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Ten months after an infuriated fruit vendor in Tunisia set himself aflame and provoked an uprising that tore President Zine el-Abidine Ben Ali from power, the country’s citizens will go to the polls on Sunday to vote for a 217-seat Constituent Assembly. Tunisia’s election will be the first real electoral test of the Arab uprisings.
Several major forces are vying for power in the newly democratic country.
The largest party is the Muslim Brotherhood–linked Ennahda, which enjoys the greatest amount of support and whose poll numbers stand between 25 and 30 percent. Secularist and liberal parties, such as the Parti Démocrate Progressiste (PDP) and Ettakatol, have been recently polling between 10 and 15 percent. The PDP has rejected any possible coalition with Ennahda, but Ettakatol has expressed a willingness to work with it. There is also a small but vocal Salafi movement, which some Tunisians fear might act as a spoiler in the election alongside Ben Ali’s security apparatus. But until recently, all indications pointed to a successful election in which Ennahda would win a plurality of the votes and enter into a coalition to draft Tunisia’s new constitution.
In the past two weeks, however, unrest surrounding the role of religion in society has thrown these forecasts into question. On October 7, a private television station, Nessma, aired the movie Persepolis, sending shock waves through Tunisia’s burgeoning Salafi community. The film, about one young woman’s experience of the Islamic revolution in Iran, contains a scene in which God is depicted in human form -- an act of blasphemy for religious Muslims.
A backlash against Nessma TV quickly arose. Sheik Abu Ayyad, a leader of one of Tunisia’s most outspoken and radical Salafi groups, Ansar al-Sharia, accused the station of waging a “heretical” and “malicious” campaign against Islam. On October 9, Tunisian police entered several mosques and arrested some of the worshippers who were organizing anti-Nessma TV protests. In retaliation, Salafis called for “Day of Rage” demonstrations five days later. Their Internet campaign for the event included images of the Nessma TV station logo superimposed over a Jewish Star of David. The station, which has no discernable ties to Israel, was nevertheless accused of taking part in a “Zionist conspiracy.” The protests themselves turned violent; Salafi activists looted the home of Nessma’s owner, and Tunisian police used tear gas to disperse the crowds.
Some, such as the French Arabist Yves Gonzalez-Quijano, have speculated that Nessma TV, which is known for its provocative programming, aired Persepolis expecting that it would elicit a strident reaction from the Salafis and hoping that this response would warn Tunisia’s secularists and liberals that radical elements could hijack the revolution. Whether or not this was Nessma’s intended effect, several thousand Tunisians poured into the streets for a peaceful counter-protest on October 16, demanding protections for freedom of speech and civil liberties.
The events surrounding the screening of Persepolis have altered the dynamics of Sunday’s election. The majority of Salafis in Tunisia oppose participating in elections, since they view them as contrary to sharia. But the Persepolis controversy gave Salafis the impetus to flex their muscle and protest what they saw as yet another attempt to marginalize Islam in their country, giving them a voice in a debate in which they had been sidelined. The show of force by the Salafis jolted apathetic elements of the Tunisian youth and liberals into action. Liberal groups mounted another round of rallies on Thursday and plan to demonstrate Saturday, in Tunisia and in France, to defend pluralism and to speak out against the possibility of religious dictatorship. The Salafi demonstrations may thus help bring more secular and liberal Tunisians out to the polls in fear that there will be an Islamist takeover.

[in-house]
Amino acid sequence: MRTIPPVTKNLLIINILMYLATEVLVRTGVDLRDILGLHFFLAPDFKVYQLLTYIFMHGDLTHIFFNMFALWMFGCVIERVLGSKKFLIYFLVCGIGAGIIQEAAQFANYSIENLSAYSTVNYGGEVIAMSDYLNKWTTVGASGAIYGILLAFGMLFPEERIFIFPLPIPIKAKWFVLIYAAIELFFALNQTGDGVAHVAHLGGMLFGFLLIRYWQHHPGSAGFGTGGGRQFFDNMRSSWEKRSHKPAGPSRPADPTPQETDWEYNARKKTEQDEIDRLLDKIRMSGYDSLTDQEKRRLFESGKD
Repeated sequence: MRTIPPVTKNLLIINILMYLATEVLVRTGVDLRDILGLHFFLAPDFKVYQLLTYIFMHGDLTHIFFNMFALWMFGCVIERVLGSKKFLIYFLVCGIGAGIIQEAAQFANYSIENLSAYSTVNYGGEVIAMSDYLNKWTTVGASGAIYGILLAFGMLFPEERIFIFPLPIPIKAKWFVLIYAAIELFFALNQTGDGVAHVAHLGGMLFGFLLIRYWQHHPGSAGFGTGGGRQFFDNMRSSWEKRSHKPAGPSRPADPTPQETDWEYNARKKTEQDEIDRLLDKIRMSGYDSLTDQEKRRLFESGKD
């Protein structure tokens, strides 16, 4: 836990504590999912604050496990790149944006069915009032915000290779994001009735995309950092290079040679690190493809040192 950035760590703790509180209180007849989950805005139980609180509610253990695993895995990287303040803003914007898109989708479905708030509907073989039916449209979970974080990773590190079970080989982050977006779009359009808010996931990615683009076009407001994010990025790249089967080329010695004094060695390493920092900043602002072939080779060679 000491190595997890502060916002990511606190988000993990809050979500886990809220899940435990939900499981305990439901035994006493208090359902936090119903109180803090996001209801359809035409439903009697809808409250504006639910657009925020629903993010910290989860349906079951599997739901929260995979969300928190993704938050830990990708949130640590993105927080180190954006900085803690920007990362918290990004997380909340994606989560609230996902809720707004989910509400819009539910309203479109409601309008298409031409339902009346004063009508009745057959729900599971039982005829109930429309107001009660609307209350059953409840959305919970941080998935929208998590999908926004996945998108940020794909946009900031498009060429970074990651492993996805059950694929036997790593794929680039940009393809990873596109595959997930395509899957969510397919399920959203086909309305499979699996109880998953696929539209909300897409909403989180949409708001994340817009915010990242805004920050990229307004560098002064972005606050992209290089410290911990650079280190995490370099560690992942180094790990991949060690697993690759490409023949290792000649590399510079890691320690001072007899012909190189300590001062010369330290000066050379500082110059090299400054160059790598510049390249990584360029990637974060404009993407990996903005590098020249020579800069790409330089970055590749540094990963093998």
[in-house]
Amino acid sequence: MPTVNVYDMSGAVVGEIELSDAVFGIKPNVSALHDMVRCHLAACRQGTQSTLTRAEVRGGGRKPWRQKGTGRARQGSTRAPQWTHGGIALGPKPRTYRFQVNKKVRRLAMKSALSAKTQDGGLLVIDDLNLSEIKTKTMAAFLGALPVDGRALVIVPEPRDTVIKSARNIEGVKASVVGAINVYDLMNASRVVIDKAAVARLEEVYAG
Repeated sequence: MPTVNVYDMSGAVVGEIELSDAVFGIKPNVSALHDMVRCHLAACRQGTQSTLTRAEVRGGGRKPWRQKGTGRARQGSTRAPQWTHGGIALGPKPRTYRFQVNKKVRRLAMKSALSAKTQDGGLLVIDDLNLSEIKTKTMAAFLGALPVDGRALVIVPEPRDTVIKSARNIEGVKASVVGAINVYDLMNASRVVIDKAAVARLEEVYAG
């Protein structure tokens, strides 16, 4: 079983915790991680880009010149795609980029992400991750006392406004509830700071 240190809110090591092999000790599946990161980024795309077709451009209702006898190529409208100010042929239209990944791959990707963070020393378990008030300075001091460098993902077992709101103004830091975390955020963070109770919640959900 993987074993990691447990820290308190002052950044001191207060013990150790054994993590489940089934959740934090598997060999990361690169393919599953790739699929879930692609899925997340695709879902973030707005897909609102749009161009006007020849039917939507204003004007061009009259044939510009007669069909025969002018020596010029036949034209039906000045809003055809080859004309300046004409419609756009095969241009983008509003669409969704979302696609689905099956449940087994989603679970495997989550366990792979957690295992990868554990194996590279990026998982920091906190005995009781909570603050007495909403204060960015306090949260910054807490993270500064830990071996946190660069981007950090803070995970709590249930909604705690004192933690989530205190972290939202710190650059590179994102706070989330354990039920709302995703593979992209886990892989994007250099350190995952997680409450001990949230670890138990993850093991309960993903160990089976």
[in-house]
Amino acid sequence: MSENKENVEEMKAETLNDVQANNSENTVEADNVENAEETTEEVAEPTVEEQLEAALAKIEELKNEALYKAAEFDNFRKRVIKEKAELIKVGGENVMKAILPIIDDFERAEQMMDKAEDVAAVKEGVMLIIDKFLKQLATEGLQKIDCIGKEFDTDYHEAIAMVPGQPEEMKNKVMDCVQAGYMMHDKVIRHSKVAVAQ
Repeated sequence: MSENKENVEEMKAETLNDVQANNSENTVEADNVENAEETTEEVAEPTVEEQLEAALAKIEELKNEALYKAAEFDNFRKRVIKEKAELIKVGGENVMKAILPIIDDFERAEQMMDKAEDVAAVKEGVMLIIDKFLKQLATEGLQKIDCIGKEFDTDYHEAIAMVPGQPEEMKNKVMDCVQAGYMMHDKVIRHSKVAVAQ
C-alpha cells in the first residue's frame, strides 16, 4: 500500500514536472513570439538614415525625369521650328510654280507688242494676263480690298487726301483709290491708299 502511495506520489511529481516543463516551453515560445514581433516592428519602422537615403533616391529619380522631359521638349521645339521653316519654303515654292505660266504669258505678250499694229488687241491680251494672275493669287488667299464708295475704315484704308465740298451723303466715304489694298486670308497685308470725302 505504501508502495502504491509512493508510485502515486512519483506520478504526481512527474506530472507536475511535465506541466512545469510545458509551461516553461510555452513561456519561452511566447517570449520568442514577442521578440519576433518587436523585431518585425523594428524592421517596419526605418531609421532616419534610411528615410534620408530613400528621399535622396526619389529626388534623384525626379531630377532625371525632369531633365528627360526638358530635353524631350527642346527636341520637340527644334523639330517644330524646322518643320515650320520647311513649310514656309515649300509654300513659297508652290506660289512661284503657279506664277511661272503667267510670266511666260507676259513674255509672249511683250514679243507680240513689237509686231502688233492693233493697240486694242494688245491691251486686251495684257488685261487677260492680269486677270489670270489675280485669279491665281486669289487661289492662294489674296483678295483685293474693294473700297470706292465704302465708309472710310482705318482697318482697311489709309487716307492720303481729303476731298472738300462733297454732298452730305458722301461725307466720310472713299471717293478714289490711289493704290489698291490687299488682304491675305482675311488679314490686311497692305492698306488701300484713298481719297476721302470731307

The Salafi protests have also placed Ennahda in a bind. The party has condemned the demonstrations and denied any role in them, reiterating that it seeks change only through peaceful means. On the one hand, this sentiment may alienate some of Ennahda’s young supporters, who are believed to be more radical than its “moderate” leadership. On the other hand, it may buttress the party’s credentials among Tunisia’s liberals, who fear that it has been saying one thing in public and another to its supporters in private. If Ennahda continues its pragmatism once elected, it could dampen and discredit more extreme religious elements and allay the concerns of Tunisia’s secular elements.
Nevertheless, some Tunisians remain worried about Ennahda. Many reacted with concern when the party’s leader, Rachid al-Ghannouchi, recently said that Ennahda expects to receive a majority of the vote, fearing a potential Islamist backlash should the party fail to meet those expectations. Yet al-Ghannouchi claims that he remains dedicated to reconciliation, even if his party does not receive the highest percentage of votes.
As has been the case in other Arab countries in the midst of transition, debates over the role of religion in society have become focal points for religious and secular groups alike. How Tunisians grapple with this issue, along with the results from this coming weekend’s election, may offer insight into the trajectory of the rest of the Arab uprisings. As with the original protests in December 2010 and January 2011 that sparked the revolutions, a hopeful outcome in Tunisia may promote peaceful democratic transitions elsewhere.